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Pearls from artists* # 263

"Alone Together," soft pastel on sandpaper, 20" x 26"

“Alone Together,” soft pastel on sandpaper, 20″ x 26″

* an ongoing series of quotations – mostly from artists, to artists – that offers wisdom, inspiration, and advice for the sometimes lonely road we are on.

Making art and viewing art are different at their core.  The sane human being is satisfied that the best he/she can do at any given moment is the best he/she can do at any given moment.  That belief, if widely embraced, would make this book unnecessary, false, or both.  Such sanity is, unfortunately, rare.  Making art provides uncomfortably accurate feedback about the gap that inevitably exists between what you intended to do, and what you did.  In fact, if artmaking did not tell you (the maker) so enormously much about yourself, then making art that matters to you would be impossible.  To all viewers but yourself, what matters is the product:  the finished artwork.  The viewers’ concerns are not your concerns (although it’s dangerously easy to adopt their attitudes).  Their job is whatever it is:  to be moved by art, to be entertained by it, to making a killing off it, whatever.  Your job is to learn to work on your work.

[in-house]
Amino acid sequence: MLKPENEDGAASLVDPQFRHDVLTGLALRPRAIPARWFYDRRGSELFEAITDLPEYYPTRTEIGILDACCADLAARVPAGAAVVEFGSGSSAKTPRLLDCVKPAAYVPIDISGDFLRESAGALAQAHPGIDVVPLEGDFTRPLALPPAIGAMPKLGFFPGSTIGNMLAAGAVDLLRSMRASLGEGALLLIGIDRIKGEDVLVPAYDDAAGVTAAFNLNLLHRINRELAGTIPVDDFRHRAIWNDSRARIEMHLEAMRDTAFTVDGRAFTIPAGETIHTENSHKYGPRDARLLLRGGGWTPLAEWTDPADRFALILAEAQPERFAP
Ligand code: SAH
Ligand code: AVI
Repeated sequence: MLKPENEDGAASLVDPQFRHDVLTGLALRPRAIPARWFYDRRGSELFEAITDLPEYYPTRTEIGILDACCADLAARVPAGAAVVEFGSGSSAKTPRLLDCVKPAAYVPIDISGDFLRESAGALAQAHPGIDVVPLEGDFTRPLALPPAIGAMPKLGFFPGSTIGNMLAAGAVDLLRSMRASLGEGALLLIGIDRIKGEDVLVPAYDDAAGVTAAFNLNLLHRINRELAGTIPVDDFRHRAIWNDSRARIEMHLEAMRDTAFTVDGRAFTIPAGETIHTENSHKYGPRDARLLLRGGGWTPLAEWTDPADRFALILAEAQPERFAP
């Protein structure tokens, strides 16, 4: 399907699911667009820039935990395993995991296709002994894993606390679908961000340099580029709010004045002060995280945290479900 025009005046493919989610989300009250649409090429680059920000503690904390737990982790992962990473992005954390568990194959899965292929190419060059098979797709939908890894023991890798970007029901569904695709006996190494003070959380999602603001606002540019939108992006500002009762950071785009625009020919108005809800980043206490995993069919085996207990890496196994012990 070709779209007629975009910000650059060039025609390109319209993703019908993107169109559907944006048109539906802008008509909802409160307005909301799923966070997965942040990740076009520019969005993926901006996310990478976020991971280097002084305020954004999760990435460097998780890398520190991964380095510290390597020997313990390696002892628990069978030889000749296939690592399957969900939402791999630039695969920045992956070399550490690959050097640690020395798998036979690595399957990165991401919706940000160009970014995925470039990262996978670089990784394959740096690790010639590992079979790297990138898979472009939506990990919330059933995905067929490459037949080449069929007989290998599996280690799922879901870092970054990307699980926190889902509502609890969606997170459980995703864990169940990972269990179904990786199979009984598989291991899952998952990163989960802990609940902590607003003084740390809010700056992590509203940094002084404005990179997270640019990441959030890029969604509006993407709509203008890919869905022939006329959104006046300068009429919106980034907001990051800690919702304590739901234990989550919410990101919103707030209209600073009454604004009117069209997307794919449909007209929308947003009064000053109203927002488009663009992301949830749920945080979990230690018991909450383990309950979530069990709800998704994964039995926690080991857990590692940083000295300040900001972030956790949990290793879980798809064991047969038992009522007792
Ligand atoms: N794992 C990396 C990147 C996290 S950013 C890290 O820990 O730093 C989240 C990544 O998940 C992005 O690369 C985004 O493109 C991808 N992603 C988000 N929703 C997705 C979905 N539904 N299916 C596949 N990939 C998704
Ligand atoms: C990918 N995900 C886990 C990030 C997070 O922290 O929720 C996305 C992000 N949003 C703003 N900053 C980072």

David Bayles and Ted Orlando in Art & Fear:  Observations On the Perils (and Rewards) of ARTMAKING

Comments are welcome!

Pearls from artists* # 262

"Big Deal," soft pastel on sandpaper, 58" x 38"

“Big Deal,” soft pastel on sandpaper, 58″ x 38″

* an ongoing series of quotations – mostly from artists, to artists – that offers wisdom, inspiration, and advice for the sometimes lonely road we are on.

It may have been easier to paint bison on the cave walls long ago than to write this (or any other) sentence today.  Other people, in other times and places, had some robust institutions to shore them up:  witness the Church, the clan, ritual, tradition.  It’s easy to imagine that artists doubted their calling less when working in the service of God than when working in the service of self.

Not so today.  Today almost no one feels shored up.  Today artwork does not emerge from secure common ground:  the bison on the wall is someone else’s magic.  Making art now means working in the face of uncertainty; it means living with doubt and contradiction, doing something no one much cares whether you do, and for which there may be neither audience nor reward.  Making the work you want to make means setting aside these doubts so that you may see clearly what you have done, and thereby see where to go next.  Making the work you want to make means finding nourishment within the work itself.  This is not the Age of Faith, Truth, and Certainty.

David Bayles and Ted Orlando in Art & Fear:  Observations On the Perils (and Rewards) of ARTMAKING

Comments are welcome!